On October 13, the Atlantic Council Task Force on Georgia, co-chaired by Senators Jeanne Shaheen and Lindsey Graham, released a major new report on Georgia at an event held on Capitol Hill, arguing for intensified domestic reform and a new sense of common purpose and clarity from the United States and Europe to work toward a democratic Georgia embedded in the institutions of the West.
Georgia faces critical tests at home–parliamentary elections in 2012 and a presidential contest in 2013—and mounting external pressure as Russia occupies Abkhazia and South Ossetia and seeks to destabilize Georgia. Against this background, Georgia must demonstrate its commitment to further its democracy, and the United States and Europe must redouble their efforts to support Georgia, including at the May 2012 Chicago NATO summit. The task force report, Georgia in the West: A Policy Road Map to Georgia’s Euro-Atlantic Future, lays out a series of recommendations to support those ends.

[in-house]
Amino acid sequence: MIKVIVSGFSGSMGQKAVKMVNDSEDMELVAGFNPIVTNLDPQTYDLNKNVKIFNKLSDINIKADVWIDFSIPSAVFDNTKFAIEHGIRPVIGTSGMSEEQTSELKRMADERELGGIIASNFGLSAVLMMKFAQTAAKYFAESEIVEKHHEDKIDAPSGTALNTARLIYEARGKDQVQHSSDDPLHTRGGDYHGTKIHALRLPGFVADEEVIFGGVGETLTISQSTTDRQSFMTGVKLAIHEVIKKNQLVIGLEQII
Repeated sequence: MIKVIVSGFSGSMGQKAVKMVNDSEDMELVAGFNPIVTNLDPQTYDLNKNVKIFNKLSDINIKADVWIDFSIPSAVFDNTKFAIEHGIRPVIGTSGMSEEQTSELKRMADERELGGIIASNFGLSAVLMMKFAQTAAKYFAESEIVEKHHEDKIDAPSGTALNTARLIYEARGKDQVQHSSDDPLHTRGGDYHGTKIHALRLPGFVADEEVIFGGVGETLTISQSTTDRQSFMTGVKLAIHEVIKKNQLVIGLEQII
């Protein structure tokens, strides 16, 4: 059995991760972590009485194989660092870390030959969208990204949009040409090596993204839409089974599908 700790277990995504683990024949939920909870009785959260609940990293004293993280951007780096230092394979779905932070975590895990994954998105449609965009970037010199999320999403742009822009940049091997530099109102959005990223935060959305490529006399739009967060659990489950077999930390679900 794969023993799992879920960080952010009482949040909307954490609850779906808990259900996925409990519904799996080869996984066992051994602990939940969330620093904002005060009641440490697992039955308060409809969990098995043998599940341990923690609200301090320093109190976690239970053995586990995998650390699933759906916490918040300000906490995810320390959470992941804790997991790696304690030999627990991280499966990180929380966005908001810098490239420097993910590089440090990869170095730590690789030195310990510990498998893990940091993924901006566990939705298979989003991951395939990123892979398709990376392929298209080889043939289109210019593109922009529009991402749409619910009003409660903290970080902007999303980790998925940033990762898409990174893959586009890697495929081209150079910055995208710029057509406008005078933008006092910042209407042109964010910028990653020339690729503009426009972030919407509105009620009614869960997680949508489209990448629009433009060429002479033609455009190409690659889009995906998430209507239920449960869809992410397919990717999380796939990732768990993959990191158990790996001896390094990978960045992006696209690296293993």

See document by link: www.hrw.org/reports/2011/07/15/living-limbo-0
Almost 18 years after a cease-fire ended the Georgian-Abkhaz war, the conflict over the breakaway region of Abkhazia remains as far from a political resolution as ever, leaving in limbo the lives of more than 200,000 people, mostly ethnic Georgians displaced by the conflict. The only area of Abkhazia where the de facto authorities in the breakaway region have allowed returns of displaced persons is the southernmost district of Gali, where ethnic Georgians constituted 96 percent of the pre- conflict population. About 47,000 displaced people have returned to their homes in Gali district. But the Abkhaz authorities have erected barriers to their enjoyment of a range of civil and political rights.
It was aimed at establishing a general report concerning the difficulties encountered by lawyers in Georgia while also dealing with the precise case of Georgian lawyers who have been the victims of serious violations.